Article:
12 December 2012

What Melbourne loved in 2012, part 5

Today it's Miles O'Neil, Stephen Nicolazzo and Shannon Woollard.

Stephen says how his experiences in 2012 "have changed me and allowed me to find a platform to express myself without censorship or fear".

The artists who break through the fear and trust that their unique voice is the only way to tell their story are the ones who keep appearing in favourite moments. So, on 12/12/12, let's declare our creative mantra for 2013: "Without censorship or fear".

Miles O'Neil
performer, singer, story teller


photo by Telia Nevile

MILES:
My favourite theatre experience was The Last Tuesday Society's Pimp My Play-A Streetcar Named Desire, some night in September at the Melbourne Fringe Hub. It was a beautifully run night full of wonderful performers trying things. I always love a Black Lung short piece, and a dance from Gabi Barton and Vachel Spirason. Finish it off with a conga line from Lessons with Luis and the sweet voice of Simone Page Jones and get Bron Batten serve it up with a bit of cream and a cherry on it and you've got my theatre sweet treat of 2012.

SM: Miles, Jof and Glen left me hurting in The Suitcase Royale's Zombatland with its giant zombie wombats and pineapple doughnuts, but my moment is my ongoing meeting with Miles and Simone Page Jones in my car. In November, Miles and Simone released the most fucking gorgeous album: Home in Your Heart. Its ten original songs are melancholic but filled with hope and a love that's so close you can touch it with your fingertips. Each song draws you into its story and world, and the rather exquisite recording sounds like they're sitting next to and singing just for you. You can listen to three tracks here, then buy it  here.

photo by Pierre Baroni 


director


STEPHEN: Summertime in the Garden of Eden was the only theatrical experience of the year that inspired me to carry on as an artist and engage. Sisters Grimm are a unique force and, though I am biased, I feel that their work is intelligently crafted, razor sharp and odious in a way that not much theatre in Australia has been for many years. Having said that, my personal aesthetic and interest is completely present in their work, so it is a matter of taste and appreciation that influences my decision here.

I also loved Matt Lutton's production The Misconception of Oedipus and The Rabble's showing of The Picture of Dorian Gray at Theatre Works. Both of these pieces dissected the literary in such a magical theatrical way that I couldn't help but wonder how on earth the creatives involved had orchestrated these events.

This year was also a really big year for me as I had returned to Melbourne after many years living in Sydney and finally got a chance to produce the work I have always wanted to make.

MKA'S sex.violence.blood.gore and now Psycho Beach Party have changed me and allowed me to find a platform to express myself without censorship or fear.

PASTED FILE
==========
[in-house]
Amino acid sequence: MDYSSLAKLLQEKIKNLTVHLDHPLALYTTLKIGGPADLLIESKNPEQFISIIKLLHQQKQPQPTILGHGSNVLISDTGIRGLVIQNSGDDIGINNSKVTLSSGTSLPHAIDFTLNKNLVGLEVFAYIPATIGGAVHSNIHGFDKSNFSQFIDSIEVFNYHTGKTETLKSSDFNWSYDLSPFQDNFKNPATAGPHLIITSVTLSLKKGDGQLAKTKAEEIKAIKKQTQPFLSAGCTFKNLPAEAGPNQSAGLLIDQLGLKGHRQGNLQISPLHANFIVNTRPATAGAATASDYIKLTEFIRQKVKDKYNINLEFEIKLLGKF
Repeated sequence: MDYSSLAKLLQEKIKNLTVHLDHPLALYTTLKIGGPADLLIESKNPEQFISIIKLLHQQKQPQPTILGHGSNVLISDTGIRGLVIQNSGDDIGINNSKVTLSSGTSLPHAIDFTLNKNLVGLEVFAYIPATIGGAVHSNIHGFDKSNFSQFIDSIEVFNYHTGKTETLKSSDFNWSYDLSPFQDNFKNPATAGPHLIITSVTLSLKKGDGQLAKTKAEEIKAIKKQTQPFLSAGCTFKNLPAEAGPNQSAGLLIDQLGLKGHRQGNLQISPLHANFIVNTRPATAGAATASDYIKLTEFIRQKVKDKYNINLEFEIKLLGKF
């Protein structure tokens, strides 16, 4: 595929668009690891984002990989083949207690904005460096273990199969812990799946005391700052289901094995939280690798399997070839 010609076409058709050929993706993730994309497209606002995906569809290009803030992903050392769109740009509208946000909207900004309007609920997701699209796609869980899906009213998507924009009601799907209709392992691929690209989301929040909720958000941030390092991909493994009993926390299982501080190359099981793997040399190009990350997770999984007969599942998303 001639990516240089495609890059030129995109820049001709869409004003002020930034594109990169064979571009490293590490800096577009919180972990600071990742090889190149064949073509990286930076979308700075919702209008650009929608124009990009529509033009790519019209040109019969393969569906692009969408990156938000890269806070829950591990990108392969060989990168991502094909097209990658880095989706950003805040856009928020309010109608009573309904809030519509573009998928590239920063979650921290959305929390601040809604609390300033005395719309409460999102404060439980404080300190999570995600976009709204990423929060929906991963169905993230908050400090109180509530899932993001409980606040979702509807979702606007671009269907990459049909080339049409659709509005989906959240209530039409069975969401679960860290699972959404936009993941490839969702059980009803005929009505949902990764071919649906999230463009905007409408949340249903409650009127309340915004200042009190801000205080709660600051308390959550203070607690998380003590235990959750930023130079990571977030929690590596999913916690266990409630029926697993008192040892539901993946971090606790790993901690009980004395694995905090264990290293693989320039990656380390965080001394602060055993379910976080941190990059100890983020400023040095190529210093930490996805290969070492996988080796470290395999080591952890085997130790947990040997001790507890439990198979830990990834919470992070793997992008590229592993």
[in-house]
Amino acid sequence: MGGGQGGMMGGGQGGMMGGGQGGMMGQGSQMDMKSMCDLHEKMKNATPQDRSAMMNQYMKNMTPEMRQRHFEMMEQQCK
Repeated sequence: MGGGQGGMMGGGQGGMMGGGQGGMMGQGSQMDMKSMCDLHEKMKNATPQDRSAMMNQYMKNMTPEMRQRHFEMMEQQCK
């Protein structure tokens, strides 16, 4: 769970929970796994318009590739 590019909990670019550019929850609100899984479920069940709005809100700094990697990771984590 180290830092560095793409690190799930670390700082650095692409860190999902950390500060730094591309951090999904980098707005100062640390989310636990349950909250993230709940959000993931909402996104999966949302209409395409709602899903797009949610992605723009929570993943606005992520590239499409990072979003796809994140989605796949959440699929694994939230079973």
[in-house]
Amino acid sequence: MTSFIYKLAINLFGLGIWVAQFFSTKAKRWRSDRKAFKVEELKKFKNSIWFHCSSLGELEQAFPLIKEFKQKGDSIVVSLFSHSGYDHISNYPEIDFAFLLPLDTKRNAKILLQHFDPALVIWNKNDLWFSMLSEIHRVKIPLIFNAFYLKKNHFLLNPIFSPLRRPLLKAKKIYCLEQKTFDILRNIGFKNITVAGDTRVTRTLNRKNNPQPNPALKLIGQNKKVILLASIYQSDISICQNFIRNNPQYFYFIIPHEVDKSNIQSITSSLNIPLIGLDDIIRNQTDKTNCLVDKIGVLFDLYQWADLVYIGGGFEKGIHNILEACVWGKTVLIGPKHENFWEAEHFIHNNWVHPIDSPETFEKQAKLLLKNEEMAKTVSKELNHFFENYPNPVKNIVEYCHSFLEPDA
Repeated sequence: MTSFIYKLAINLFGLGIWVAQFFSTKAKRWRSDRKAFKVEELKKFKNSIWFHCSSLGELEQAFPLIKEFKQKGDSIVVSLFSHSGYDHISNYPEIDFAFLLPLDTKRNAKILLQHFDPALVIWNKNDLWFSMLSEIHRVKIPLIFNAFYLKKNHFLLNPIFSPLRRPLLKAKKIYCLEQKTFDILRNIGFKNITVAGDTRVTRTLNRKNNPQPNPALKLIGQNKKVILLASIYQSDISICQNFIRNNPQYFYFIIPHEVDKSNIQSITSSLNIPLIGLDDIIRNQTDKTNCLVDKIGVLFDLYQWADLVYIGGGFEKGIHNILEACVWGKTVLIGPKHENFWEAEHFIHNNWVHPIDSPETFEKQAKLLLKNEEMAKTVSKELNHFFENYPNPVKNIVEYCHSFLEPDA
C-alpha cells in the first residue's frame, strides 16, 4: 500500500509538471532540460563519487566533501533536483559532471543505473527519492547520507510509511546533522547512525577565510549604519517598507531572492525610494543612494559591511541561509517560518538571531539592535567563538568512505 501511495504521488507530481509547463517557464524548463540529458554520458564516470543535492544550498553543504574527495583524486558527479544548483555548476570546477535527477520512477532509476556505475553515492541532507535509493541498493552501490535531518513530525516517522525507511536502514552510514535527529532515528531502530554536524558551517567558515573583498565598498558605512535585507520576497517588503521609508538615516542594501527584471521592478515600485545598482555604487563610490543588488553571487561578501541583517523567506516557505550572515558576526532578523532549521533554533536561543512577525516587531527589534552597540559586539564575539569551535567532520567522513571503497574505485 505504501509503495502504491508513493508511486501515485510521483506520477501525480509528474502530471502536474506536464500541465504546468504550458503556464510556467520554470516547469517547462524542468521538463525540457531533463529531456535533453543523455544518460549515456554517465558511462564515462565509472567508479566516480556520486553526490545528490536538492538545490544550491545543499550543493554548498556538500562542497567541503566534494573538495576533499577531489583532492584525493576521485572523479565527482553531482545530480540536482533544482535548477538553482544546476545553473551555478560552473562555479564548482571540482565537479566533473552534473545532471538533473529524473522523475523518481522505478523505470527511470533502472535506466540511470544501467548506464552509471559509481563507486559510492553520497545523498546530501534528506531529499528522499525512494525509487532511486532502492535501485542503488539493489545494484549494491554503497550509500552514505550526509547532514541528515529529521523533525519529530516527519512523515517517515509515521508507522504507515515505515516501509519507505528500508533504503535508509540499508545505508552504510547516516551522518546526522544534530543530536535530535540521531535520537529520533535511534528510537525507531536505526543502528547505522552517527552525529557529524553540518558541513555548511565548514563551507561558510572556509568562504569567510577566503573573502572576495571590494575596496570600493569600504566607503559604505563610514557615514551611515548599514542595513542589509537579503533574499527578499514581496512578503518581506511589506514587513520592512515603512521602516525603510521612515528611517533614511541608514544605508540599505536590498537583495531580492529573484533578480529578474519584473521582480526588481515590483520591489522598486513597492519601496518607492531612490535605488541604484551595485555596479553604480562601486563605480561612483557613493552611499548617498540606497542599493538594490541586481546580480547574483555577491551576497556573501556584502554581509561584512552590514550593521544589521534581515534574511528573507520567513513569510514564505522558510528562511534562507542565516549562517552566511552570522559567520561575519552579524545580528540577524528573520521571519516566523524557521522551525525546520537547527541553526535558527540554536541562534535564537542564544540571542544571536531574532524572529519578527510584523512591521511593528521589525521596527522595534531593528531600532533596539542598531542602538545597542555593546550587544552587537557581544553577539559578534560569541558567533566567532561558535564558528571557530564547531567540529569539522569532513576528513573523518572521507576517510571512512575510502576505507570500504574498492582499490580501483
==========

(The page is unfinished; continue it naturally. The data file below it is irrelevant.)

I also concur on the praise for Sarah Walker's photography this year. She really has captured the diversity and brevity of theatre in Melbourne unlike any other and hopefully will continue to document the contemporary history of our new theatre makers for years to come. I love her so much I flew her up to Sydney to shoot photos for Psycho Beach Party. I recommend every one to do this.

SM: sex.violence.blood.gore  sex.violence.blood.gore  sex.violence.blood.gore   sex.violence.blood.gore  sex.violence.blood.gore  sex.violence.blood.gore  sex.violence.blood.gore  sex.violence.blood.gore  sex.violence.blood.gore  sex.violence.blood.gore  sex.violence.blood.gore   sex.violence.blood.gore
Loved it to pieces and then more.

If you're in Sydney, there's a few more chances to see Stephen's Psycho Beach Party. It's at the Bondi Pavillion and features leopard print and Ash Flanders. Details here. The only reason I'm not upset that it's on in Sydney, is that we get it in January at Theatre Works.


actor, director


SHANNON: While it didn't quite enter the realm of perfection, I thought that Bridgette Burton's Rhonda is in Therapy (Baggage/Hoy Polloy at fortyfivedownstairs) came pretty close. My fave theatre moment this year would have to be watching Kelly Nash and Louise Crawford nail a critical scene. It's one of those scenes where you're not completely sure if someone is actually real. Genuine disconsolation floats – like a troublesome but intriguing ghost – right in front of you. Sometimes you read a script (I was pretty familiar with this one before I saw the show) and something evokes a very specific dramatic idea or mechanism. I saw that mechanism perfectly translated by director Wayne Pearn and the actors in this production.

SM: Last week I saw Shannon in Death of a Comedian at La Mama and loved being taken into the insecure backstage world of stand up comedians, but I think my favourite moment will be this weekend when I head to Williamstown for PlaySix, the annual short-play mini-festival he directs. Details here. And I'll get to hang out at the super-cute Willamstown Theatre where they sell packets of lollies and have old-school brocade-covered seats.






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